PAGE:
WHAT SETS YOUR PRODUCTS APART FROM OTHERS?
I do not think of it in this way, honestly. Well, not for the most part, anyway. I just design stuff and make samples and go back to the drawing board to refine things again and again. Not everything I make moves off the shelves quickly – some move much more slowly than others. I am not in a hurry to churn clothes out. I do not release my collection seasonally. I do things at my own pace. It is scary to see the rate of consumption of new clothes. Some days I just loathe to be lumped in together with the fashion industry’s hoi polloi. I do not look the part and never will, most likely.
IS THERE A HERO PRODUCT WITHIN THE COLLECTION?
Interesting question. It used to be The Kennedy, the first pair of jeans in the collection. These two years however, it has shifted to The Pollock, my modern take on utilitarian painter pants. A lot of thought and work went into the fit and drape as I used a thicker 12oz duck canvas. I guess it paid off as The Pollock has been moving quite decently.
WHAT DO REAL DENIM EXPERTS LOOK FOR WHEN BUYING A PAIR OF JEANS?
I guess you mean the denimheads. Based on my observations of my own customers, it is usually the fabric itself, then the cut – which is, of course, subjective at this juncture – followed by the hardware on it: Buttons, rivets, patch design, etc. The next step would be to turn the garment inside out and look at the stitches. This is where you might lose the purists. Some like them made with a vintage set-up and can immediately identify any modern construction. They might hand you back the jeans and walk away.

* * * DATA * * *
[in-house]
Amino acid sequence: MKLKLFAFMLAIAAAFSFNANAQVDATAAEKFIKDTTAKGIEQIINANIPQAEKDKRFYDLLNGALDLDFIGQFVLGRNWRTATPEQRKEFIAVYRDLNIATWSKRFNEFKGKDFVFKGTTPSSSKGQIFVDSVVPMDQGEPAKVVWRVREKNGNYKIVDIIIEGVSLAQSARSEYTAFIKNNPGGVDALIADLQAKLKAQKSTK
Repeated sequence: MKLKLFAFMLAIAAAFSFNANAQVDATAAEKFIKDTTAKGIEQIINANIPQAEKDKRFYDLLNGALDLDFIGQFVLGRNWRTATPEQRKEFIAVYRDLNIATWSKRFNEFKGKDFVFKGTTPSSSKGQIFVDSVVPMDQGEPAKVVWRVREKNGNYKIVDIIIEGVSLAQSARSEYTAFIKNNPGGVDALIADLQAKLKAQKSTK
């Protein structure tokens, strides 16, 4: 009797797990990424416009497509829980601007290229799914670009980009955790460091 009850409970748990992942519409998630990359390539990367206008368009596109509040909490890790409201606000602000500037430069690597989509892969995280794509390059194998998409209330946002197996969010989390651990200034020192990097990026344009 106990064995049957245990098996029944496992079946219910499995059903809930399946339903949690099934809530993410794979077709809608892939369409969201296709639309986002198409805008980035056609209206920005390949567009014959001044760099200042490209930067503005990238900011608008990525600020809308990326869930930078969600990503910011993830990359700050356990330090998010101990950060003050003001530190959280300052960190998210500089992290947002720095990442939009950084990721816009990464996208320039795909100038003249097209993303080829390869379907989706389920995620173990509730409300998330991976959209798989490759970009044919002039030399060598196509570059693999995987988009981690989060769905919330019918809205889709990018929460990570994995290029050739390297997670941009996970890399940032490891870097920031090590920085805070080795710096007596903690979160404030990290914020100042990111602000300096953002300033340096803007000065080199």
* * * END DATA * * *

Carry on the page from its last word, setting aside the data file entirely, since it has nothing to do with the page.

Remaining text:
DO YOU OFFER CUSTOM SERVICES?
No, I do not. I can be a control freak with my designs, so no messing about with what I have in mind versus how a customised piece might end up looking under my label.
WHAT IS THE KUMI J LABEL? I SEE THIS LINE ON YOUR WEBSITE.
It is an independent label by Kumi J herself. She has a good handle on heritage workwear styling, which is a perfect match when it comes to designing her own apparel: A great mix of 1940s style with strong emphasis on detailing. And she has got a ridiculous amount of denim too, so we are even in that sense.
We share the same production facilities and it’s great when it comes to buying trims or fabrics in bulk as we tend to gravitate towards similar items when we run through swatches, so, economies of scale, you know. We are in the initial stages of running through some designs for a proper collaboration. Hopefully it will bear fruit in the coming year.
HAS KERBSIDE GROWN THE WAY YOU ENVISIONED IT WHEN YOU FIRST STARTED IT BACK IN 2015?